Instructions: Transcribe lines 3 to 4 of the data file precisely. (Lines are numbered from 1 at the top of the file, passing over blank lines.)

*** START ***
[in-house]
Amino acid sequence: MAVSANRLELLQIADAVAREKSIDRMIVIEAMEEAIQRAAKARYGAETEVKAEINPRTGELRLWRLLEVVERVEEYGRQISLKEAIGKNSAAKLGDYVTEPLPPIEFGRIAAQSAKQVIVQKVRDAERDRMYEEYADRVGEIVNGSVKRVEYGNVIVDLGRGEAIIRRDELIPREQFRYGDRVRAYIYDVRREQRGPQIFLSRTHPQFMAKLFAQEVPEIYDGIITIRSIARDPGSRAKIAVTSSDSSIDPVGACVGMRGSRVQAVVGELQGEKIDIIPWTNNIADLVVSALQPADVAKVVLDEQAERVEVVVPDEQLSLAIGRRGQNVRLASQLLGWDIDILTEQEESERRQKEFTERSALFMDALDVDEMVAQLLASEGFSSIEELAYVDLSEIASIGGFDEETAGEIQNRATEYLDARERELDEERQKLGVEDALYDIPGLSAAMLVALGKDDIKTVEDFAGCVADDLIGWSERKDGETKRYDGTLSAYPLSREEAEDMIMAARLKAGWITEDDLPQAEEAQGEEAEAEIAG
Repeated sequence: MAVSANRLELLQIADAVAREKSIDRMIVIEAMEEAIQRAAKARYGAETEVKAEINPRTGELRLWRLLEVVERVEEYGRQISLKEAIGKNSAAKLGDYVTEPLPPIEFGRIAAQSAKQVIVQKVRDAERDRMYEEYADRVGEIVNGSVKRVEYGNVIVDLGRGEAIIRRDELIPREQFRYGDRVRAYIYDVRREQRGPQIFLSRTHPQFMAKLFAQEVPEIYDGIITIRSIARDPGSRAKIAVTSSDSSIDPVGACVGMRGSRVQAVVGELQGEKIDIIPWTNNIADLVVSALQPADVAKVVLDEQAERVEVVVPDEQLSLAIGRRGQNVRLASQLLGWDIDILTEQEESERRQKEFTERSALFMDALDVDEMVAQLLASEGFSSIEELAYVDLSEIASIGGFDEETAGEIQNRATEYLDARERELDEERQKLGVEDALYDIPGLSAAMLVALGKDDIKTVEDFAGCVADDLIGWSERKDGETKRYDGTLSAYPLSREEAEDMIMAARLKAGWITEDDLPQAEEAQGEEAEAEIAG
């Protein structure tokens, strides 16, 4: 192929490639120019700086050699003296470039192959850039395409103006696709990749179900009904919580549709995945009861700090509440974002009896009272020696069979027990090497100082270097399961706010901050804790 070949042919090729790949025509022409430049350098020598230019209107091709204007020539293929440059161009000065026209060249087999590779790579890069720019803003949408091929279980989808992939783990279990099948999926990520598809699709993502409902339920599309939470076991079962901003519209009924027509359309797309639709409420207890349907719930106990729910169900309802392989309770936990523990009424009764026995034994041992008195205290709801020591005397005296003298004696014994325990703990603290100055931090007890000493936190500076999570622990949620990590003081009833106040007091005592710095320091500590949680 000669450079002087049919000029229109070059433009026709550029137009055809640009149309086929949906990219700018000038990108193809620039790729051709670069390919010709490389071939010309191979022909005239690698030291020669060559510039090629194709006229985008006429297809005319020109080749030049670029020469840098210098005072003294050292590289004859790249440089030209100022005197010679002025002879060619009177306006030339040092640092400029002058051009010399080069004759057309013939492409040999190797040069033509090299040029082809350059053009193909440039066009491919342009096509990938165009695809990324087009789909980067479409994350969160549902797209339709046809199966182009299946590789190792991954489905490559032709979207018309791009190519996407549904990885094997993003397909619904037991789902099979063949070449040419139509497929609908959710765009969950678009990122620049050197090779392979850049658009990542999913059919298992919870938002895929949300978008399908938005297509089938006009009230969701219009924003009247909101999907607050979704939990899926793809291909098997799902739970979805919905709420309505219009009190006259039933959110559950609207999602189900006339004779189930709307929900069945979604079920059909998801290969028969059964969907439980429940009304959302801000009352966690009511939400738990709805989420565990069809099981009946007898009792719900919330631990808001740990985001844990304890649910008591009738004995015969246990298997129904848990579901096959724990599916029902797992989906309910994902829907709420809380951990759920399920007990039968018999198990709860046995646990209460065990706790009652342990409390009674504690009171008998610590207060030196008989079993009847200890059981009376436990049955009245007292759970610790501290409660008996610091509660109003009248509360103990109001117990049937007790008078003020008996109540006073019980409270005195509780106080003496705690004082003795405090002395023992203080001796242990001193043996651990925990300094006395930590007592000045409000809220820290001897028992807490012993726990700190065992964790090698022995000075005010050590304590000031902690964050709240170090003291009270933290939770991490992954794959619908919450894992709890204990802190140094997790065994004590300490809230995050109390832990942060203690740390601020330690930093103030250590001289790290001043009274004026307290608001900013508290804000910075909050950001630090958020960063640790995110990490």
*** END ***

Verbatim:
Repeated sequence: MAVSANRLELLQIADAVAREKSIDRMIVIEAMEEAIQRAAKARYGAETEVKAEINPRTGELRLWRLLEVVERVEEYGRQISLKEAIGKNSAAKLGDYVTEPLPPIEFGRIAAQSAKQVIVQKVRDAERDRMYEEYADRVGEIVNGSVKRVEYGNVIVDLGRGEAIIRRDELIPREQFRYGDRVRAYIYDVRREQRGPQIFLSRTHPQFMAKLFAQEVPEIYDGIITIRSIARDPGSRAKIAVTSSDSSIDPVGACVGMRGSRVQAVVGELQGEKIDIIPWTNNIADLVVSALQPADVAKVVLDEQAERVEVVVPDEQLSLAIGRRGQNVRLASQLLGWDIDILTEQEESERRQKEFTERSALFMDALDVDEMVAQLLASEGFSSIEELAYVDLSEIASIGGFDEETAGEIQNRATEYLDARERELDEERQKLGVEDALYDIPGLSAAMLVALGKDDIKTVEDFAGCVADDLIGWSERKDGETKRYDGTLSAYPLSREEAEDMIMAARLKAGWITEDDLPQAEEAQGEEAEAEIAG
């Protein structure tokens, strides 16, 4: 192929490639120019700086050699003296470039192959850039395409103006696709990749179900009904919580549709995945009861700090509440974002009896009272020696069979027990090497100082270097399961706010901050804790 070949042919090729790949025509022409430049350098020598230019209107091709204007020539293929440059161009000065026209060249087999590779790579890069720019803003949408091929279980989808992939783990279990099948999926990520598809699709993502409902339920599309939470076991079962901003519209009924027509359309797309639709409420207890349907719930106990729910169900309802392989309770936990523990009424009764026995034994041992008195205290709801020591005397005296003298004696014994325990703990603290100055931090007890000493936190500076999570622990949620990590003081009833106040007091005592710095320091500590949680 000669450079002087049919000029229109070059433009026709550029137009055809640009149309086929949906990219700018000038990108193809620039790729051709670069390919010709490389071939010309191979022909005239690698030291020669060559510039090629194709006229985008006429297809005319020109080749030049670029020469840098210098005072003294050292590289004859790249440089030209100022005197010679002025002879060619009177306006030339040092640092400029002058051009010399080069004759057309013939492409040999190797040069033509090299040029082809350059053009193909440039066009491919342009096509990938165009695809990324087009789909980067479409994350969160549902797209339709046809199966182009299946590789190792991954489905490559032709979207018309791009190519996407549904990885094997993003397909619904037991789902099979063949070449040419139509497929609908959710765009969950678009990122620049050197090779392979850049658009990542999913059919298992919870938002895929949300978008399908938005297509089938006009009230969701219009924003009247909101999907607050979704939990899926793809291909098997799902739970979805919905709420309505219009009190006259039933959110559950609207999602189900006339004779189930709307929900069945979604079920059909998801290969028969059964969907439980429940009304959302801000009352966690009511939400738990709805989420565990069809099981009946007898009792719900919330631990808001740990985001844990304890649910008591009738004995015969246990298997129904848990579901096959724990599916029902797992989906309910994902829907709420809380951990759920399920007990039968018999198990709860046995646990209460065990706790009652342990409390009674504690009171008998610590207060030196008989079993009847200890059981009376436990049955009245007292759970610790501290409660008996610091509660109003009248509360103990109001117990049937007790008078003020008996109540006073019980409270005195509780106080003496705690004082003795405090002395023992203080001796242990001193043996651990925990300094006395930590007592000045409000809220820290001897028992807490012993726990700190065992964790090698022995000075005010050590304590000031902690964050709240170090003291009270933290939770991490992954794959619908919450894992709890204990802190140094997790065994004590300490809230995050109390832990942060203690740390601020330690930093103030250590001289790290001043009274004026307290608001900013508290804000910075909050950001630090958020960063640790995110990490």